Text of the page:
IT certifications have long been touted as a ticket to job security and career advancement. Today, however, the cloud has fundamentally changed the nature of IT.

It’s no longer about being an infrastructure expert or a code specialist. IT workers must adopt more versatile roles. Certifications still matter, but not in the way that they used to.

The new IT professional

Today’s apps are developed and delivered in an agile fashion. That means development and operations teams must constantly collaborate in order to release apps quickly and iterate them frequently based on user feedback. Innovation becomes a constant, and it is not unusual to have dozens of apps in circulation at one time.

In order to manage agile delivery, IT professionals must be business-savvy as well as deeply technical. They need the finesses and expertise to manage rapid development cycles, the creativity to innovate and the adaptability to run and integrate ever-evolving cloud-based components of the continuous delivery cycle for applications.

Give weight to the certifications that matter

While certifications are a starting point for understanding a person’s technical expertise, they don’t tell the whole story. There are nearly 2,000 certifications in the world of IT, ranging from coding skills to hardware understanding to reselling. Although the nature of IT has changed, 64 percent of IT hiring managers still see high value in IT certifications as validators of skills, according to a CompTIA survey.

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It’s important to cherry pick the ones that are most applicable to today’s cloud- and mobile-based IT environment. Today’s most popular certifications reflect the demand for cloud-based skills and business acumen. These include Microsoft’s Private Cloud certification, the Project Management Professional certification, VMware’s virtualization certifications and the CISSP (Certified Information Systems Security Professional), which covers cloud security.

Our own PHP-related data shows an increasing interest in Zend certifications. Over the last year, Zend has seen over 1,500 new engineers pass our PHP certifications, bringing the grand total of Zend certified engineers and architects to more than 10,000 worldwide.  This interest corresponds to the overall growth in PHP, which powers more than 240 million websites and is the most popular language for writing new web and mobile applications.

Looking beyond certifications

However, no matter how appealing a certification is, at the end of the day, it won’t define the quality of a new hire. Hiring managers must have an eye for other elements that make a well-rounded candidate.

Here at Zend, for example, we put a heavy emphasis on a candidate’s PHP experience. We need employees who not only have the ability to code — which might be reflected in their certifications or formal education — but who can also deliver against the business requirements in a collaborative and agile environment.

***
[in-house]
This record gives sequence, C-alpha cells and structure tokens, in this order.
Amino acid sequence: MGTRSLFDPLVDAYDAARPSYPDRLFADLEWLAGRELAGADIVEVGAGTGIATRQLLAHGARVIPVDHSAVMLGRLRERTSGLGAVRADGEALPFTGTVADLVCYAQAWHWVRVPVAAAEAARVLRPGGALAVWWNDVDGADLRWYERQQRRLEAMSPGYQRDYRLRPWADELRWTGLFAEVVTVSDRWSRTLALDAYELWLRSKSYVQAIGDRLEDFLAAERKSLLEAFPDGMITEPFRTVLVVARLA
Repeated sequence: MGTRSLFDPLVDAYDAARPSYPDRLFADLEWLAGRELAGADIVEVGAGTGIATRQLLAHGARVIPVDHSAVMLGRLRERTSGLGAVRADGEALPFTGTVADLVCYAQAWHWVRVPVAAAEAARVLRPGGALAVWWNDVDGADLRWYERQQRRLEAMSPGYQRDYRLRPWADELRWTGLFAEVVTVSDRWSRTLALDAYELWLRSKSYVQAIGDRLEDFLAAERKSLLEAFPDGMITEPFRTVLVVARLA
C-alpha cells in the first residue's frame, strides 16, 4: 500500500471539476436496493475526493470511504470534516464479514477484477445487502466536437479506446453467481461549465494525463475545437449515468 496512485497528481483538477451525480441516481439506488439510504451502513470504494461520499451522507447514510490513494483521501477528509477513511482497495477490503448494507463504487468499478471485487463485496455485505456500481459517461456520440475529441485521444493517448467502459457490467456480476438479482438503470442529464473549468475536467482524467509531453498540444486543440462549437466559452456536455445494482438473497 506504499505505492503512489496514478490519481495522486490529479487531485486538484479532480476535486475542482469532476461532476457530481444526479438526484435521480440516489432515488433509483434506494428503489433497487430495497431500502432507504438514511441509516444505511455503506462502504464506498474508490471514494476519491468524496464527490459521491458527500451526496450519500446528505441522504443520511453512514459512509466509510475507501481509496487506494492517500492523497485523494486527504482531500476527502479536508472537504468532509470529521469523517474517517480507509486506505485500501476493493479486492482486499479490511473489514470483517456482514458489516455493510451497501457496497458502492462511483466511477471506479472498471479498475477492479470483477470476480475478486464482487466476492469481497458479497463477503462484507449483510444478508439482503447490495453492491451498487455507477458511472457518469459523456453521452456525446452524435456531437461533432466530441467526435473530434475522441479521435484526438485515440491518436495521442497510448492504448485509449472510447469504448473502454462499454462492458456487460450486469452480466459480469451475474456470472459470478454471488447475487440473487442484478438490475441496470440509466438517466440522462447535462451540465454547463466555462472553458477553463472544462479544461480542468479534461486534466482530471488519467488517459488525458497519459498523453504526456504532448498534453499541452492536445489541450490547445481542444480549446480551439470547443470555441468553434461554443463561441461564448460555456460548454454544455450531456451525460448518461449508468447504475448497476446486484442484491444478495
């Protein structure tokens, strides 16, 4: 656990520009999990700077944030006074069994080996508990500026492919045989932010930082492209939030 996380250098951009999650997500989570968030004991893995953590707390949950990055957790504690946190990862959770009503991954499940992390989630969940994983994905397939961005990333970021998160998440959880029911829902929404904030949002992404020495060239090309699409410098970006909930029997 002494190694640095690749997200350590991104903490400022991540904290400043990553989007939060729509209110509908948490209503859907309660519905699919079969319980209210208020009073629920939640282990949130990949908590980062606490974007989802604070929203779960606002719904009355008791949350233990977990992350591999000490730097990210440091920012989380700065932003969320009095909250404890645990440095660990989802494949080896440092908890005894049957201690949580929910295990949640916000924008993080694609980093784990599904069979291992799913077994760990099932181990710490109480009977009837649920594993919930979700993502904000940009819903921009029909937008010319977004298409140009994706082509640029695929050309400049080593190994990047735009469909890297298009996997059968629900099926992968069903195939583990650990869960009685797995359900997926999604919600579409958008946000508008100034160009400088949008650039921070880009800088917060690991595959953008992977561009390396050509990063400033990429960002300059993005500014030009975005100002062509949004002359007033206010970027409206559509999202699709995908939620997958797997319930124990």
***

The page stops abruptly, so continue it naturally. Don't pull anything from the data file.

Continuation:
Agile delivery requires the ability to understand not only the workings of an app, but how it integrates into the entire ecosystem. Our ideal candidates have the experience to understand the entire workflow for application delivery, from coding to implementing to testing and beyond. The final result should always be usable and enjoyable by the end user. Without experience, many programmers don’t recognize that an app written with amazing acuity from a computer-science point of view might not generate a good user experience, and simplicity of user experience is essential with today’s web-based applications.

To assess candidates for this skill, we ask about them about different projects they worked on. By listening to them describe these projects, we gain insight into how deeply the person understands both the project itself and the business context it operated in. If we hear the person expressing passion for their work, and a penchant for helping product management teams by coming up with new and better solutions, all the better. We aim to hire experienced, creative and passionate team players, and those aren’t characteristics that you can necessarily test for.

Making the best of certifications

Many IT professionals take certifications as a way to stand out from the crowd when they’re looking for a job. In today’s cloud- and mobile-based environment, where business skills and creativity are more essential skill elements, it might be worth giving the certification a new interpretation. Rather than a ticket to the interview room, certifications can, as our 10,000th Zend-Certified Engineer Geert Bergman said, “improve the overall programming quality for [an] entire team so that [the team] can provide an even better service-side experience for … customers.”

We live in an agile world, where results are driven by the end user. If a certification proves to be a vehicle for a better end-user experience, then it’s definitely worth the effort.

Andi Gutmans is CEO and co-founder of Zend Technologies. Founded in 1999, Zend was instrumental in establishing PHP. Today, Zend helps organizations create and implement back-end services for mobile and web applications. Zend Server and Zend Studio are deployed at more than 40,000 companies worldwide.

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